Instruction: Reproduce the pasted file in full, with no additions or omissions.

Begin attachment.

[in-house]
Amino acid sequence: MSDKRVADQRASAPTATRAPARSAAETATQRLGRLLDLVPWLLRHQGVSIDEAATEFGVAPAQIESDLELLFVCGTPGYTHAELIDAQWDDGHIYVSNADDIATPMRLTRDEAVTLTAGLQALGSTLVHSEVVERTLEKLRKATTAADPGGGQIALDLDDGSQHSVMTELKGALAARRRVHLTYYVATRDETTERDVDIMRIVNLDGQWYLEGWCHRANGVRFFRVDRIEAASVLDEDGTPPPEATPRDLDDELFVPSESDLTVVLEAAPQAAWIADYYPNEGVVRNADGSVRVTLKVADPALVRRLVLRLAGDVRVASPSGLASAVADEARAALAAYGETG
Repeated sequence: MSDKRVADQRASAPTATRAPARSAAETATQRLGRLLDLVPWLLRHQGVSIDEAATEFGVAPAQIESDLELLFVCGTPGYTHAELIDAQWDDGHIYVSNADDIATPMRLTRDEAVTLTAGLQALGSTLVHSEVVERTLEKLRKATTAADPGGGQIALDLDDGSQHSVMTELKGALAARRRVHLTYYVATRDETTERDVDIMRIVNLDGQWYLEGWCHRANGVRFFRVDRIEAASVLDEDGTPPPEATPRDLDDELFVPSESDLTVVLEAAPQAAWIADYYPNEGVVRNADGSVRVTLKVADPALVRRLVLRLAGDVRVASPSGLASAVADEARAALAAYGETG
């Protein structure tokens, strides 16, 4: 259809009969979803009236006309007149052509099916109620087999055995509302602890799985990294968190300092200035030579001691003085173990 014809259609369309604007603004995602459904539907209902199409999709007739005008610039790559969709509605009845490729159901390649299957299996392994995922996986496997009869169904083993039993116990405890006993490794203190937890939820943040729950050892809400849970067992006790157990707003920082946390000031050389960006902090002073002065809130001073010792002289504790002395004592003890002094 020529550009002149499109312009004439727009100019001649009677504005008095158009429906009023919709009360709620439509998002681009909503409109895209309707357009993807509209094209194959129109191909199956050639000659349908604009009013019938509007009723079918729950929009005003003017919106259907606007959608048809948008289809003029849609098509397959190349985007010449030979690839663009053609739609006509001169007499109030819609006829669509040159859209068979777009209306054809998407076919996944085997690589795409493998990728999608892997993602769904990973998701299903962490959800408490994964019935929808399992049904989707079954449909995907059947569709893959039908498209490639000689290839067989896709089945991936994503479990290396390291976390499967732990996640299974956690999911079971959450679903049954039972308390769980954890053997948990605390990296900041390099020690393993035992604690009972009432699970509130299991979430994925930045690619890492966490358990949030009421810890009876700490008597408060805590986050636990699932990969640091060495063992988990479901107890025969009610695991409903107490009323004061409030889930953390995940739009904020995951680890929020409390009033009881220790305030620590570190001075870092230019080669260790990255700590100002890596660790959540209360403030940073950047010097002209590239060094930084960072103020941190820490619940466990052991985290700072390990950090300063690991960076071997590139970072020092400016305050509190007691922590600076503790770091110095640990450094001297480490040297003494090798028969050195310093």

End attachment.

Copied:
[in-house]
Amino acid sequence: MSDKRVADQRASAPTATRAPARSAAETATQRLGRLLDLVPWLLRHQGVSIDEAATEFGVAPAQIESDLELLFVCGTPGYTHAELIDAQWDDGHIYVSNADDIATPMRLTRDEAVTLTAGLQALGSTLVHSEVVERTLEKLRKATTAADPGGGQIALDLDDGSQHSVMTELKGALAARRRVHLTYYVATRDETTERDVDIMRIVNLDGQWYLEGWCHRANGVRFFRVDRIEAASVLDEDGTPPPEATPRDLDDELFVPSESDLTVVLEAAPQAAWIADYYPNEGVVRNADGSVRVTLKVADPALVRRLVLRLAGDVRVASPSGLASAVADEARAALAAYGETG
Repeated sequence: MSDKRVADQRASAPTATRAPARSAAETATQRLGRLLDLVPWLLRHQGVSIDEAATEFGVAPAQIESDLELLFVCGTPGYTHAELIDAQWDDGHIYVSNADDIATPMRLTRDEAVTLTAGLQALGSTLVHSEVVERTLEKLRKATTAADPGGGQIALDLDDGSQHSVMTELKGALAARRRVHLTYYVATRDETTERDVDIMRIVNLDGQWYLEGWCHRANGVRFFRVDRIEAASVLDEDGTPPPEATPRDLDDELFVPSESDLTVVLEAAPQAAWIADYYPNEGVVRNADGSVRVTLKVADPALVRRLVLRLAGDVRVASPSGLASAVADEARAALAAYGETG
């Protein structure tokens, strides 16, 4: 259809009969979803009236006309007149052509099916109620087999055995509302602890799985990294968190300092200035030579001691003085173990 014809259609369309604007603004995602459904539907209902199409999709007739005008610039790559969709509605009845490729159901390649299957299996392994995922996986496997009869169904083993039993116990405890006993490794203190937890939820943040729950050892809400849970067992006790157990707003920082946390000031050389960006902090002073002065809130001073010792002289504790002395004592003890002094 020529550009002149499109312009004439727009100019001649009677504005008095158009429906009023919709009360709620439509998002681009909503409109895209309707357009993807509209094209194959129109191909199956050639000659349908604009009013019938509007009723079918729950929009005003003017919106259907606007959608048809948008289809003029849609098509397959190349985007010449030979690839663009053609739609006509001169007499109030819609006829669509040159859209068979777009209306054809998407076919996944085997690589795409493998990728999608892997993602769904990973998701299903962490959800408490994964019935929808399992049904989707079954449909995907059947569709893959039908498209490639000689290839067989896709089945991936994503479990290396390291976390499967732990996640299974956690999911079971959450679903049954039972308390769980954890053997948990605390990296900041390099020690393993035992604690009972009432699970509130299991979430994925930045690619890492966490358990949030009421810890009876700490008597408060805590986050636990699932990969640091060495063992988990479901107890025969009610695991409903107490009323004061409030889930953390995940739009904020995951680890929020409390009033009881220790305030620590570190001075870092230019080669260790990255700590100002890596660790959540209360403030940073950047010097002209590239060094930084960072103020941190820490619940466990052991985290700072390990950090300063690991960076071997590139970072020092400016305050509190007691922590600076503790770091110095640990450094001297480490040297003494090798028969050195310093």